In contrast, improvements in cardiometabolic health – achievable with lifestyle practices– can boost every aspect of immunity. These effects accrue over time, but they are impressively immediate as well. Key measures of immunity and vascular function are known to change in response to the quality of a single meal, the introduction of a single walk where a couch formerly prevailed. To be clear, the boosting that lifestyle practices can offer is not “instead of” vaccine boosters, but nor should our preoccupation with vaccine boosters obscure the genuine value of immune-boosting available to us all, no syringe required.
As for the allocation of syringe-mediated boosters: I favor their use for those not adequately protected by the standard regimens. What does “adequately protected” mean? It does not mean zero risk of infection with SARS-CoV-2; it does mean an antibody response associated with a substantial (as much as two orders of magnitude) reduction in the risk of serious disease caused by this bug.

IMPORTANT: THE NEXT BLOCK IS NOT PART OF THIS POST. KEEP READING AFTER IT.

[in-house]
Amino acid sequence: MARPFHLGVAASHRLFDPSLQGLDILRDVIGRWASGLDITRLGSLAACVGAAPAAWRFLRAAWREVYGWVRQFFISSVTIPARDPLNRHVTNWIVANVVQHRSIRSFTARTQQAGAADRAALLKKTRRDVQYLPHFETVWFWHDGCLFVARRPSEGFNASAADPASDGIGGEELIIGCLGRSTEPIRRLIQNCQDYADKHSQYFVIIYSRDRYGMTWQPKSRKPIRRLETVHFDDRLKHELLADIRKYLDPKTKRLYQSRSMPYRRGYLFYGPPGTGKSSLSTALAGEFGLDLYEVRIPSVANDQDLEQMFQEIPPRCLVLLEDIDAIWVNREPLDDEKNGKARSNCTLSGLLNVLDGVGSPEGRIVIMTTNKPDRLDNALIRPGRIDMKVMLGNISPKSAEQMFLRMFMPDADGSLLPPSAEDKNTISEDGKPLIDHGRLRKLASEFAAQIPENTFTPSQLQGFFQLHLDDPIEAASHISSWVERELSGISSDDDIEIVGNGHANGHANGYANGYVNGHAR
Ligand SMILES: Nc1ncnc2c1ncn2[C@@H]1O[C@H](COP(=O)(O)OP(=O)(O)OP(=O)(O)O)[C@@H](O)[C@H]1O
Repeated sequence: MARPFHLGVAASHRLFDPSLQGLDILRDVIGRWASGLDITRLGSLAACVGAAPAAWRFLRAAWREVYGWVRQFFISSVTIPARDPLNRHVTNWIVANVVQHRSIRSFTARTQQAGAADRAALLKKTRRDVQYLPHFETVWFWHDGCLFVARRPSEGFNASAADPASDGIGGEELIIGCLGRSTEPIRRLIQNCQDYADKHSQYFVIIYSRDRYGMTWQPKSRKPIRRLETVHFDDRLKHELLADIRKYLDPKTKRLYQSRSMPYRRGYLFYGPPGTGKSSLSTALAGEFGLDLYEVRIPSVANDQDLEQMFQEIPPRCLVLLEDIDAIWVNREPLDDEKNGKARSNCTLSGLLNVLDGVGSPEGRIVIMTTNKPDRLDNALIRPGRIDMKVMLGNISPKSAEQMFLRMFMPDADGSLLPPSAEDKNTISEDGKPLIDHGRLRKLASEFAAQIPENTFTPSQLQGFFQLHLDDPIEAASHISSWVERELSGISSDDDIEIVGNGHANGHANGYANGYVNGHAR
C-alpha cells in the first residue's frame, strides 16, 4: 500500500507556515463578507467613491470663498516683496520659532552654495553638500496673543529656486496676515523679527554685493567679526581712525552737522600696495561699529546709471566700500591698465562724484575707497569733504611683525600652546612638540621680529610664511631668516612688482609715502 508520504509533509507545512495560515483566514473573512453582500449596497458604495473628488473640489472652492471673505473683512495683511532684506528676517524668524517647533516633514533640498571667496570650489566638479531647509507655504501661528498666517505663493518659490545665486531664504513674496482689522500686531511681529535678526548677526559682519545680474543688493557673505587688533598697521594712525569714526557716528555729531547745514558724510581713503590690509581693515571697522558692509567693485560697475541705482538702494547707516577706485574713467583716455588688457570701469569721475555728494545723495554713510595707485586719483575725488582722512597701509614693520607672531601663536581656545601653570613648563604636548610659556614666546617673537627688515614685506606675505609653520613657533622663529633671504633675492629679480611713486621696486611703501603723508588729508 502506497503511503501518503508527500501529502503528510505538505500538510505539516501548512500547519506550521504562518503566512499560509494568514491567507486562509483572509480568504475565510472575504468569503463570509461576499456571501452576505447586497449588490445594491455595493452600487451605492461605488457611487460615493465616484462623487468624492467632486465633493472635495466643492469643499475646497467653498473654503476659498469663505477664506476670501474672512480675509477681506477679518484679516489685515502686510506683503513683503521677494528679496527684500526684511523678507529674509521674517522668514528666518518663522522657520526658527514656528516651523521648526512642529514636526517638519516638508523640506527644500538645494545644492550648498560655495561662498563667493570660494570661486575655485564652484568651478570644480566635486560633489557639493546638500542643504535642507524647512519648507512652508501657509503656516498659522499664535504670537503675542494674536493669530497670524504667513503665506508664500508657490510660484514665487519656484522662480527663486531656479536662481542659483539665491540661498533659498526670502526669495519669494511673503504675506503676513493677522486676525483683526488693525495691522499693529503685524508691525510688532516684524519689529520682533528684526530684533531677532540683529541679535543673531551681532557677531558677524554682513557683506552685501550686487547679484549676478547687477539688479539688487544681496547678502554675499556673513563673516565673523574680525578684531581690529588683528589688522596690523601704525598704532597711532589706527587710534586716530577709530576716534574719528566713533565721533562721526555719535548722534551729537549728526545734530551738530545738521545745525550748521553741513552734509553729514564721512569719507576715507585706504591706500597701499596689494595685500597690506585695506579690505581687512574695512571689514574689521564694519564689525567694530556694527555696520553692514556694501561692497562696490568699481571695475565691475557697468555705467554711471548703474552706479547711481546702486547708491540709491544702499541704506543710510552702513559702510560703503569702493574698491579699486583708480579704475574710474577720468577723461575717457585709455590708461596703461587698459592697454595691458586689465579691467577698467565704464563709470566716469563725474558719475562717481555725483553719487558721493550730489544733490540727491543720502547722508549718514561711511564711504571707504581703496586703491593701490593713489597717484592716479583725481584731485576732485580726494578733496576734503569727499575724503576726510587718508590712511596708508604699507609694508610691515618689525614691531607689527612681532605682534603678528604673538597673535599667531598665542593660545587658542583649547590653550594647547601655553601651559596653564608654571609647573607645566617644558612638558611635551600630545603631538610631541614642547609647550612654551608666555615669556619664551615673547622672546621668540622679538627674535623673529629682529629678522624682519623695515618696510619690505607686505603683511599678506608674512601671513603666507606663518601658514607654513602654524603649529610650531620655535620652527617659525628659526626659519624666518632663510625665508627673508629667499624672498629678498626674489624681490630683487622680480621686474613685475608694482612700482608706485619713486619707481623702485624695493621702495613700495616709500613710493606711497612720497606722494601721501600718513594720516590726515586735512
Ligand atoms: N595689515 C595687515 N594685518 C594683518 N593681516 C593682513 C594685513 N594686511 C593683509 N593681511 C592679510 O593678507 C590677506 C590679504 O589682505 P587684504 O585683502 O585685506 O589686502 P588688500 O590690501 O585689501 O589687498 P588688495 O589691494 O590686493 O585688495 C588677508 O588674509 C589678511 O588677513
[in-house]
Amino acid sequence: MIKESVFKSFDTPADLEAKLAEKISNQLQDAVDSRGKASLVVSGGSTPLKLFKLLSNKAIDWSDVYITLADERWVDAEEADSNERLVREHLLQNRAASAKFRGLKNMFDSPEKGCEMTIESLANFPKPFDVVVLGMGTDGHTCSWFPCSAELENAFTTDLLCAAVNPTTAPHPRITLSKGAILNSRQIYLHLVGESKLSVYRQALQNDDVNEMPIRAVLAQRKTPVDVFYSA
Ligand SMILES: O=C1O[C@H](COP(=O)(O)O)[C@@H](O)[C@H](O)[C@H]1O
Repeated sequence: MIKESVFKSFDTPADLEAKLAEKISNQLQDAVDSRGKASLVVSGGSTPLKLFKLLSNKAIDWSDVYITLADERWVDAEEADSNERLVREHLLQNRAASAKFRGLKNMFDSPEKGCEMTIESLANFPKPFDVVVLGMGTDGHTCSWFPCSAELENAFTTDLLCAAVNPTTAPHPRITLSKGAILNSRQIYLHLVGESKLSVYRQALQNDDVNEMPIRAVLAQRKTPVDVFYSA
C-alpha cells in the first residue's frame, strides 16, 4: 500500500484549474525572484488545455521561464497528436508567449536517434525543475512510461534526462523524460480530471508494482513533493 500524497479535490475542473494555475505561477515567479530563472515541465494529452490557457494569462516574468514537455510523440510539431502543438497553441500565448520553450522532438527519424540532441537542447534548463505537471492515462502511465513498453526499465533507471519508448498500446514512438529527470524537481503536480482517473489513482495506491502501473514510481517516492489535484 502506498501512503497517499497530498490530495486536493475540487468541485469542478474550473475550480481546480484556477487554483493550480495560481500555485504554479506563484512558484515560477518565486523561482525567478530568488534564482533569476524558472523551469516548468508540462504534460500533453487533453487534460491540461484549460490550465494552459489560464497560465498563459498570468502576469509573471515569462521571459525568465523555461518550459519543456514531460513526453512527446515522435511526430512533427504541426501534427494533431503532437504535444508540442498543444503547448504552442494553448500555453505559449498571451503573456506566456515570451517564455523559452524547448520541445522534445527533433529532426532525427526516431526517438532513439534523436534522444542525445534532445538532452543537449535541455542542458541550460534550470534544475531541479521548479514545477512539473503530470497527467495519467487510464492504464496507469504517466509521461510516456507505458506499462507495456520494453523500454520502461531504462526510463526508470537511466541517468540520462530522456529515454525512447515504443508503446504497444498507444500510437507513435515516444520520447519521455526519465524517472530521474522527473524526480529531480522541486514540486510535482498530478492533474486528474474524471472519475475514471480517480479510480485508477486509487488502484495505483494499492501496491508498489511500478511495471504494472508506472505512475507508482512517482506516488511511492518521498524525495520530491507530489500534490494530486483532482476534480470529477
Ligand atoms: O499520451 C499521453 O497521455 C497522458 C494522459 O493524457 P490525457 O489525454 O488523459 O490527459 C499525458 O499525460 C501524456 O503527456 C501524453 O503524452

That critically important concept- quantitative, risk-based thinking– has been neglected in this pandemic nearly as much as achieving risk reduction by means of lifestyle-mediated health promotion. The goal of “boosters” should be to bring targeted immunity up selectively among those inadequately protected by the standard regimen (e.g., the frail elderly, the immunocompromised). It should not be at the expense of distributing reasonable levels of protection worldwide. From a population perspective, we should be thinking about the degree of risk reduction achieved with any given allocation of our pandemic resources, and aim for the maximal net reductions in risk, both for each of us- and for all of us.
I oppose “ultra” immunity here, by means of boosters, at the expense of “ample” immunity there, by means of shipping vaccines abroad. My primary reason for this opposition is that I am a humanist; I believe all human lives count the same. Every one of us is someone’s daughter or son. I oppose it as well because it is a misguided approach to pandemic control. By its very definition, a pandemic is a global malady; a globally distributed remedy is the only way it ends.